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In place of anything of substance, I will relate the following true story: I read this top 18 list of "best movie montages," because obviously I have nothing better to do with my life. I read through the whole article, mentally preparing myself to be annoyed when Rocky IV wasn't in the number 1 spot, and already composing in my head a detailed explanation for why the Rocky IV montage is the best montage of all time (Rocky outruns the KGB--who are in a car--and then climbs a Siberian mountain in the middle of winter, in order to defeat communism! And that's before we even get into the fact that "Hearts on Fire" is objectively the best montage song). So of course, I get to the end, and it turns out they did put Rocky IV first overall, and all my pent-up annoyance suddenly had no outlet.
I feel like there's a lesson to learn from this, but instead I'm just going to listen to that song again. Anyway, Stratocaster's Twilight Hears the Narrator review, below!
Impressions before reading: On one hand, "character becomes aware of the fourth wall" is one of those "clever" ideas that everyone's already had; there are a lot of fanfics out there with that premise (not just in MLP land, either!), and most of them are pretty bad. On the other hand, as the person who's responsible for probably 90% of the meta- stories which the RCL considers, I feel obligated to point out that the presence of a lot of bad metafiction doesn't mean that there isn't good metafiction out there, too. Still, the exclamation mark-filled description does leave me worried that this is going to be a Random-heavy fic which lies on the shallow end of the story meaning pool.
Zero-ish spoiler summary: As the narrator begins to tell his story about a perfectly ordinary day in Ponyville, Twilight looks skyward and asks who's behind that voice which keeps talking about her life... and when his answers prove opaque, she sets out to exorcise this "ghost" from her life.
A few thoughts: Really, there's not much to say about this fic: it's a one-joke story, stretched to 5500 words.
In this case, the joke is "Twilight--and nopony else--can hear the narrator," but don't expect more depth than that. What I found most disappointing about the story, in fact, was that so little was done with Twilight as a character. She's presumably the most familiar with literary conventions out of all the girls; some recursive reasoning would go a long way in a story like this. But instead, she adamantly refuses to have a clue what's going on (I can see her being baffled by a disembodied voice claiming to be "the narrator," sure, but I can't imagine her not knowing what a narrator is), and the story unfolds in a manner functionally indistinct from if any other pony--or heck, any other character from any media--was in her place. This level of interchangeability really weakens the effect of the story for me; with the most minimal of tweaking, it could be fit equally well to anyone, which means it's really about no one.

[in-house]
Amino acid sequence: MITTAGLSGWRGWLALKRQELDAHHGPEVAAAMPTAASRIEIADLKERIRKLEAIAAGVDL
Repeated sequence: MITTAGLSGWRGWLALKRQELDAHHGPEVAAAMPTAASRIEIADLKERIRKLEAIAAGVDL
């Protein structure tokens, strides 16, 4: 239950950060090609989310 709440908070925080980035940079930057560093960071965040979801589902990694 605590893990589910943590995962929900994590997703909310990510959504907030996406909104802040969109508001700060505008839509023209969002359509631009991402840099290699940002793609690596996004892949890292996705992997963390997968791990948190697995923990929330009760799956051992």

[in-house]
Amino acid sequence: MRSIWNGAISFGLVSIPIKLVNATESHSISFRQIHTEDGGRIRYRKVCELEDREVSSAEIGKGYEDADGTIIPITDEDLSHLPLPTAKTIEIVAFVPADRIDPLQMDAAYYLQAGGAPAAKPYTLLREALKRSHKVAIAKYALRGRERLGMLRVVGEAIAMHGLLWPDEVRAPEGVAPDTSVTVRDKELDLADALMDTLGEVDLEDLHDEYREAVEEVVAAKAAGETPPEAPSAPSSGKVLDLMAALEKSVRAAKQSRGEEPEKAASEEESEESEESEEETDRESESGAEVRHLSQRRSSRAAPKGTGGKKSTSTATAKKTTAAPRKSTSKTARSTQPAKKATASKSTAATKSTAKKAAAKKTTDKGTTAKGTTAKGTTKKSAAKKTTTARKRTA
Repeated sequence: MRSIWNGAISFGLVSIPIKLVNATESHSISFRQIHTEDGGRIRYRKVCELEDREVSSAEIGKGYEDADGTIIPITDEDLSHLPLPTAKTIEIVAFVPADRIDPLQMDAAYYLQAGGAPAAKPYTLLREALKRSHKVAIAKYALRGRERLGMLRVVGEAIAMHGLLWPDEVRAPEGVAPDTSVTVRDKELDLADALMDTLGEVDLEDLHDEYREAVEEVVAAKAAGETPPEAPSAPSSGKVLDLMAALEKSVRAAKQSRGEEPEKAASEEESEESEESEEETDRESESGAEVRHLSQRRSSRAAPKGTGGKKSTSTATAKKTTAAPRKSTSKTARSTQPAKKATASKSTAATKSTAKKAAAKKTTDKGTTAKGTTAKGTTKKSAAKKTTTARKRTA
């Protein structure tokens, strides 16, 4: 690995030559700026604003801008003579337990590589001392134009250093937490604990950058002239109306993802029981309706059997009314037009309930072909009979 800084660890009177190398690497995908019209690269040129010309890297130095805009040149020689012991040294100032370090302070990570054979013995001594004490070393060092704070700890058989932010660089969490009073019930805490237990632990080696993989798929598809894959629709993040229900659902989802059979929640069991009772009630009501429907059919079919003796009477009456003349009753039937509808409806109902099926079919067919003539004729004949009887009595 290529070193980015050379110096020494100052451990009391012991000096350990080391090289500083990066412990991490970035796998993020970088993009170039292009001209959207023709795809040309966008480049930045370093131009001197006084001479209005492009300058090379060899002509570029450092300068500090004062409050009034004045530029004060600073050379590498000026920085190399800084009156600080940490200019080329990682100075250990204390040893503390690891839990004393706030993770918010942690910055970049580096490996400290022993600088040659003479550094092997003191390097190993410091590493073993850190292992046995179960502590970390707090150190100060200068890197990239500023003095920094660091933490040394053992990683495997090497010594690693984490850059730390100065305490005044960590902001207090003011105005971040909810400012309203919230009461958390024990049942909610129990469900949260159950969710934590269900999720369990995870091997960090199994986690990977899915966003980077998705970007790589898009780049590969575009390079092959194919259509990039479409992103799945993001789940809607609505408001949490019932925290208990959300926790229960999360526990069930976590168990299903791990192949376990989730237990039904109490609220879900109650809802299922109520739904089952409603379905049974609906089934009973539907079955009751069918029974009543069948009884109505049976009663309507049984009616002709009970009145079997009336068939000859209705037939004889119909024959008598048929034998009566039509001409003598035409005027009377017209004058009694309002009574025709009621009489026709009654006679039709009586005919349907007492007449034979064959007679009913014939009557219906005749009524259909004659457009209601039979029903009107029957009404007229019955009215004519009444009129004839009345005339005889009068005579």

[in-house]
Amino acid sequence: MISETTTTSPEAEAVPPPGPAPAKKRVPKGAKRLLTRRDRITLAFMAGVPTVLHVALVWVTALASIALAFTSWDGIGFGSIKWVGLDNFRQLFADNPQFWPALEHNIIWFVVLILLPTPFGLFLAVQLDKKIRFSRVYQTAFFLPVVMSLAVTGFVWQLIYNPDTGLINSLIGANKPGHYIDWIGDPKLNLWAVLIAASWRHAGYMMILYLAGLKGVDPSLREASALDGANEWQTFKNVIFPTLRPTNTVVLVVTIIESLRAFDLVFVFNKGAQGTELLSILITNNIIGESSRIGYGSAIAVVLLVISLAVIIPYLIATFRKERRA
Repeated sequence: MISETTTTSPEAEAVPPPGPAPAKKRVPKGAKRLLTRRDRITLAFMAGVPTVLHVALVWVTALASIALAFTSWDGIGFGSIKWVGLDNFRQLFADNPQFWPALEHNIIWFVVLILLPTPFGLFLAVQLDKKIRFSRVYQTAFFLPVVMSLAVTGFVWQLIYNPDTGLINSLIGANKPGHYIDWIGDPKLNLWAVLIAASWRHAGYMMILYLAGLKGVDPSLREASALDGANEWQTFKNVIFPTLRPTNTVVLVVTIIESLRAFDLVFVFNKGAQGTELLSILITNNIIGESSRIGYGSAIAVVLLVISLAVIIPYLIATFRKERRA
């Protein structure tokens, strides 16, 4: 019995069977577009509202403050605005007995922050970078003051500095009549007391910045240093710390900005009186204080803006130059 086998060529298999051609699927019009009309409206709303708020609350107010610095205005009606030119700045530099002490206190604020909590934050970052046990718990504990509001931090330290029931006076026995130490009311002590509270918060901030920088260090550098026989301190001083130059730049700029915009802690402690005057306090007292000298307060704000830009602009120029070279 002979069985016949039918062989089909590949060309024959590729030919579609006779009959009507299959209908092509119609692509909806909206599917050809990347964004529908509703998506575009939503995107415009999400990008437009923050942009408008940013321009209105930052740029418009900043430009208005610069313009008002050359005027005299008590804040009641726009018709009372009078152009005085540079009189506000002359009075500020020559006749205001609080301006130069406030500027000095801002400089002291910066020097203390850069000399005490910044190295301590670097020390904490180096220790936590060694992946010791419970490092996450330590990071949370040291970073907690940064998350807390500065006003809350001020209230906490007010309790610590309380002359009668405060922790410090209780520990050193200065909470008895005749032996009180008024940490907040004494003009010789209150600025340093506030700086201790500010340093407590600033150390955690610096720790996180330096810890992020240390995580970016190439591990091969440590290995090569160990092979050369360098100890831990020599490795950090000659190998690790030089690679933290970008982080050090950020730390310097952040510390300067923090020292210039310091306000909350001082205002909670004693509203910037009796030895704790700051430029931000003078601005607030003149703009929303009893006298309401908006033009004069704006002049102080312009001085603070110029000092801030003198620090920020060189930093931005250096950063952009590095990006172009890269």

But that paragraph is pretty harsh, and I don't want to give the impression that this is some awful piece of writing. Narrator may be generic and shallow, but within its self-set limits, it's perfectly amusing. The characters quip well off of each other, various staples of the style are explored (the narrator ceasing to speak and the story being rendered in all-dialogue, the narrator forcing Twilight to do things by narrating them, etc.) and are executed perfectly competently, and the pace doesn't drag nearly as much as I would expect a one-note story of this length to. That last bit was a particularly pleasant surprise; when I realized that there wasn't going to be much done with the premise, I thought for sure that the story would prove to be 3-4ooo words too long, but Stratocaster moves through characters and setpieces quickly enough that the repetitiveness of the base joke... well, it isn't really obscured, but it feels less belabored than it otherwise might.
I will confess to being a bit disappointed with the narration, considering the emphasis the story naturally draws to it. The quote-narration structure is terribly repetitive, there are a lot of frankly silly saidisms ("[...]Twilight discerned" might be the most awkward), and punctuation and capitalization coming out of quotes are inconsistent. This all might have worked if the author had done something with the narrator's ineptitude or just inexperience... but this possibility for meta-commentary is passed over, in favor of more "other ponies think Twilight's crazy" shenanigans.
★☆☆☆☆ (what does this mean?)
There's just not enough here for me to rate it higher than "typical fanfiction." Its one joke is competently executed, but that's about all I can say for it. That's fine for what it is... but not something I'd consider a "Fandom Classic."
Recommendation: If you get a kick out of Pinkie directly addressing the reader in stories, then the comedy in this fic will be right up your alley. I'd have trouble enthusiastically recommending it for general audiences, however.
Next time: Exit Through Canterlot, by TheBrianJ